Note that the full 4th at Square app costs $2, though a free, ad-supported 4th at Square Lite app is available.
Photobucket is one of the oldest photo hosts on the Web, and the service offers a convenient—if somewhat simple—photo hosting and sharing app for Windows 8. Focusing more on archiving and on album creation than on being a full-fledged social network like, say, Flickr or Instagram, Photobucket’s app lets you easily scan your device for photos and dump said pictures into Photobucket for future perusal. It's basic, but it's nice for offloading the flood of photos you may take when traveling, and you can send your pics to loved ones back home via the Windows 8 Share charm.
Think of LivingSocial as a Groupon-esque guide to sniffing out steals wherever you've set up stakes for the evening. Focusing mainly on dining and entertainment, the LivingSocial app shows featured limited-time deals in the surrounding area. Don't feel like bringing your credit card to an unfamiliar venue? LivingSocial even lets you pay online for some orders. Gone are the days of leafing through the AAA book or settling on the local dive to find a good meal deal on the road.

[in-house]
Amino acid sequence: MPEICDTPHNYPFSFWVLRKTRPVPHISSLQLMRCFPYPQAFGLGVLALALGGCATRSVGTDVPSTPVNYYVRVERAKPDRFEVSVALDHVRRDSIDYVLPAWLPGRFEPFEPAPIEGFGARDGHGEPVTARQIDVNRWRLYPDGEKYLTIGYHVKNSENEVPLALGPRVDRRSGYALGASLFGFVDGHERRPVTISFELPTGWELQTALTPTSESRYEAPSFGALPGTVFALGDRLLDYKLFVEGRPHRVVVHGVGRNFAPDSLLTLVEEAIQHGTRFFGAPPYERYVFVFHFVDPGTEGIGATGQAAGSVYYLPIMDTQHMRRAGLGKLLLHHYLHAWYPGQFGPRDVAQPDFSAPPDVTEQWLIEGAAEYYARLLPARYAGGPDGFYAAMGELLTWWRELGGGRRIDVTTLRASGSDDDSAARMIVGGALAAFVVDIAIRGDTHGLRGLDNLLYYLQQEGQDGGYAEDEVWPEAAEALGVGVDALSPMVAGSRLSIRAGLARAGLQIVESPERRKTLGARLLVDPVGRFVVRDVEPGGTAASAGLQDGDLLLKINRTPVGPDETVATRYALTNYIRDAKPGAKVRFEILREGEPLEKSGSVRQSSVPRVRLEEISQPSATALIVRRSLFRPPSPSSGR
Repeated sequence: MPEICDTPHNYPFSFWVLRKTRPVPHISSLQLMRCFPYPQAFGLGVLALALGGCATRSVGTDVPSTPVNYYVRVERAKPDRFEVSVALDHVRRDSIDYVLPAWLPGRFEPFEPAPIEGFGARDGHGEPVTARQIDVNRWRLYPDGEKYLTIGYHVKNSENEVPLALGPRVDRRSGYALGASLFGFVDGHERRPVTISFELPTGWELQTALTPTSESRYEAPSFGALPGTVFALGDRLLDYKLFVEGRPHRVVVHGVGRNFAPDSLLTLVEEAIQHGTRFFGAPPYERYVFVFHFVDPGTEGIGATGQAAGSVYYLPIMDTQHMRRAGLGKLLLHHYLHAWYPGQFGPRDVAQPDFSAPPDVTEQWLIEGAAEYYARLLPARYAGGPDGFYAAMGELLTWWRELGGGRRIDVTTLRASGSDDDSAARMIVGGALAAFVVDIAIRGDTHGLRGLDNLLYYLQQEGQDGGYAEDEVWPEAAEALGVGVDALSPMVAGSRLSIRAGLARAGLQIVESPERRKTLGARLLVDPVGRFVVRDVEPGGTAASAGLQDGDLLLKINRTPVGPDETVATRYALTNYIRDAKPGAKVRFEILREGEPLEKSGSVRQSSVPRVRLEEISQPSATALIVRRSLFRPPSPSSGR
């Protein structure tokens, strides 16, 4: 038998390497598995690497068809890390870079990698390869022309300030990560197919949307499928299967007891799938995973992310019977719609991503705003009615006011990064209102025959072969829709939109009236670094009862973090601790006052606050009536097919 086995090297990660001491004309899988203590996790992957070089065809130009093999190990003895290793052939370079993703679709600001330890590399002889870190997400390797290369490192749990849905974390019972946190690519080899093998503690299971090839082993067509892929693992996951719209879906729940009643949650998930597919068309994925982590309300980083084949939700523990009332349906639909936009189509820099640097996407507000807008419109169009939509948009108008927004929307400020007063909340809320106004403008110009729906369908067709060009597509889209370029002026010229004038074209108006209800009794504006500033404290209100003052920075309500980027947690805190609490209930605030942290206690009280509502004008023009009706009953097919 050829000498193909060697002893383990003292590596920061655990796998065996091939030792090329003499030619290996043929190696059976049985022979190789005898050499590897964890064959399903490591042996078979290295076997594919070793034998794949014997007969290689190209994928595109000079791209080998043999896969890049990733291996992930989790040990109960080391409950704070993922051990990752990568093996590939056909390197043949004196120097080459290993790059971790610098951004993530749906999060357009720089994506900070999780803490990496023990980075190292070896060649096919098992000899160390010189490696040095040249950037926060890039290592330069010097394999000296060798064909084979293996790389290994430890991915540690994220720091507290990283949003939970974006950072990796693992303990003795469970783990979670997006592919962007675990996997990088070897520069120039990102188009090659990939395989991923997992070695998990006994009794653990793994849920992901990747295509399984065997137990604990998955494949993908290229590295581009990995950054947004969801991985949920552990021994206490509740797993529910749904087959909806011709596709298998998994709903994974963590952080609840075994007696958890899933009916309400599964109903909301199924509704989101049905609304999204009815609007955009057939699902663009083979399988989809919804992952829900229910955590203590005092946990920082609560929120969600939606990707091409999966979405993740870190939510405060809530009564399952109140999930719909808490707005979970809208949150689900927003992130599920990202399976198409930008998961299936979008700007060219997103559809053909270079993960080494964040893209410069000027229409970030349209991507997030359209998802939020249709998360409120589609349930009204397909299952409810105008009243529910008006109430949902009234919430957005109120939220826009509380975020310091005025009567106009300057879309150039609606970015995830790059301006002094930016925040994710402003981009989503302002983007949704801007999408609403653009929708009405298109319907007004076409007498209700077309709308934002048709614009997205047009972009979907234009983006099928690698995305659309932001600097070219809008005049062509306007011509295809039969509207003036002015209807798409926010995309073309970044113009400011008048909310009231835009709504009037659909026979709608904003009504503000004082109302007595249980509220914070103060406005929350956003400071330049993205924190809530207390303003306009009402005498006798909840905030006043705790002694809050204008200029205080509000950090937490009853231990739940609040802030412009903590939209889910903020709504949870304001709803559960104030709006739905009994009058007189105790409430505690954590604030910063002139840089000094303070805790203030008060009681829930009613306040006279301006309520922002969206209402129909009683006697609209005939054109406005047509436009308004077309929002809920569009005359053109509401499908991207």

It’s amazing how tenaciously local radio has clung to life in this era of portable music players, satellite radio, and on-demand everything. While most radio stations have offered live Web streams for quite some time, TuneIn Radio is your one-stop shop for local AM/FM flavor from anywhere and everywhere in the world, with hooks to virtually every radio-station stream in a given location, sorted by genre and area. Sports talk, politics talk, music—it's all there. Whether you want to immerse yourself in the local sports-talk scene or allay your homesickness by tuning in to the sports-talk station from back home, TuneIn Radio lets you stay local anywhere around the globe.
You may have heard of a useful navigation tool known as Google Maps. It's not on Windows 8. The handy-dandy third-party gMaps app is, however, and it delivers everything you expect from Google’s nearly ubiquitous map service, including traffic information, public transit routes, bicycling routes, weather overlays, and a choice of street view or satellite view. Note that Windows 8 has a built-in Bing map application, but it isn't nearly as feature-packed as gMaps is—or, more important, nearly as accurate.
Another app using Google technology without the Google name, Translator Free employs the Google Translate engine to translate text from one language to another instantly. If you're familiar with Google Translate, you know that your mileage will indeed vary when it comes to the accuracy of the translations—especially to and from non-European languages—but it’s the best you’re gonna get when you have to talk down an Estonian supercomputer bent on unleashing a nuclear holocaust. Or, you know, when you want to get directions to a foreign McDonald's.
For some reason, we couldn't find an online link to the app, but searching for "Translator Free" in the Windows Store itself turns it up lickety-split.